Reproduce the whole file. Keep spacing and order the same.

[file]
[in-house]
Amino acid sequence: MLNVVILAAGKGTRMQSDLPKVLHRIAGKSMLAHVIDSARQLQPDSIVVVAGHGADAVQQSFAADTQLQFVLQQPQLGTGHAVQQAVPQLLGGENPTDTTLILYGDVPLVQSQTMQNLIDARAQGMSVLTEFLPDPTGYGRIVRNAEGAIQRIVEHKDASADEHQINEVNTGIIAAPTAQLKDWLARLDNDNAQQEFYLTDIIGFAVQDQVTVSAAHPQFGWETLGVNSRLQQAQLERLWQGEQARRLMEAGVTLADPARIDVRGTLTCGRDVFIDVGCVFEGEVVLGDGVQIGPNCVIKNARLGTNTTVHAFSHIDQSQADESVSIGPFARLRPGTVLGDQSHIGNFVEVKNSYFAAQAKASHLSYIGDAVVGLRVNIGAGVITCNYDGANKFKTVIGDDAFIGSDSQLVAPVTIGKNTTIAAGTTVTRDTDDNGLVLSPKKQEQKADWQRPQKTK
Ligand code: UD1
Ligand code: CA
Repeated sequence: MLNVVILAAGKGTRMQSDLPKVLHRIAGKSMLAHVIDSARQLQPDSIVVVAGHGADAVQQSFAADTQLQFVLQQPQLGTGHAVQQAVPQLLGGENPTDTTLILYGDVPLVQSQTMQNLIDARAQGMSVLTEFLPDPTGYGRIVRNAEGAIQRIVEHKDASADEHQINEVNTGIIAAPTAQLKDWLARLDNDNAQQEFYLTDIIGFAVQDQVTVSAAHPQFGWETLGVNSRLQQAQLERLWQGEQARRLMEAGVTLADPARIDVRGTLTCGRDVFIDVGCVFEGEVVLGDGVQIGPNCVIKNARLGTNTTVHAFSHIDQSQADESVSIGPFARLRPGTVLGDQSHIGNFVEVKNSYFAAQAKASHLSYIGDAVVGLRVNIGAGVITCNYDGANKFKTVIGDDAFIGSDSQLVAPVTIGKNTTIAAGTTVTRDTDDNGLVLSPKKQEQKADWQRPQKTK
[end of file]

[in-house]
Amino acid sequence: MLNVVILAAGKGTRMQSDLPKVLHRIAGKSMLAHVIDSARQLQPDSIVVVAGHGADAVQQSFAADTQLQFVLQQPQLGTGHAVQQAVPQLLGGENPTDTTLILYGDVPLVQSQTMQNLIDARAQGMSVLTEFLPDPTGYGRIVRNAEGAIQRIVEHKDASADEHQINEVNTGIIAAPTAQLKDWLARLDNDNAQQEFYLTDIIGFAVQDQVTVSAAHPQFGWETLGVNSRLQQAQLERLWQGEQARRLMEAGVTLADPARIDVRGTLTCGRDVFIDVGCVFEGEVVLGDGVQIGPNCVIKNARLGTNTTVHAFSHIDQSQADESVSIGPFARLRPGTVLGDQSHIGNFVEVKNSYFAAQAKASHLSYIGDAVVGLRVNIGAGVITCNYDGANKFKTVIGDDAFIGSDSQLVAPVTIGKNTTIAAGTTVTRDTDDNGLVLSPKKQEQKADWQRPQKTK
Ligand code: UD1
Ligand code: CA
Repeated sequence: MLNVVILAAGKGTRMQSDLPKVLHRIAGKSMLAHVIDSARQLQPDSIVVVAGHGADAVQQSFAADTQLQFVLQQPQLGTGHAVQQAVPQLLGGENPTDTTLILYGDVPLVQSQTMQNLIDARAQGMSVLTEFLPDPTGYGRIVRNAEGAIQRIVEHKDASADEHQINEVNTGIIAAPTAQLKDWLARLDNDNAQQEFYLTDIIGFAVQDQVTVSAAHPQFGWETLGVNSRLQQAQLERLWQGEQARRLMEAGVTLADPARIDVRGTLTCGRDVFIDVGCVFEGEVVLGDGVQIGPNCVIKNARLGTNTTVHAFSHIDQSQADESVSIGPFARLRPGTVLGDQSHIGNFVEVKNSYFAAQAKASHLSYIGDAVVGLRVNIGAGVITCNYDGANKFKTVIGDDAFIGSDSQLVAPVTIGKNTTIAAGTTVTRDTDDNGLVLSPKKQEQKADWQRPQKTK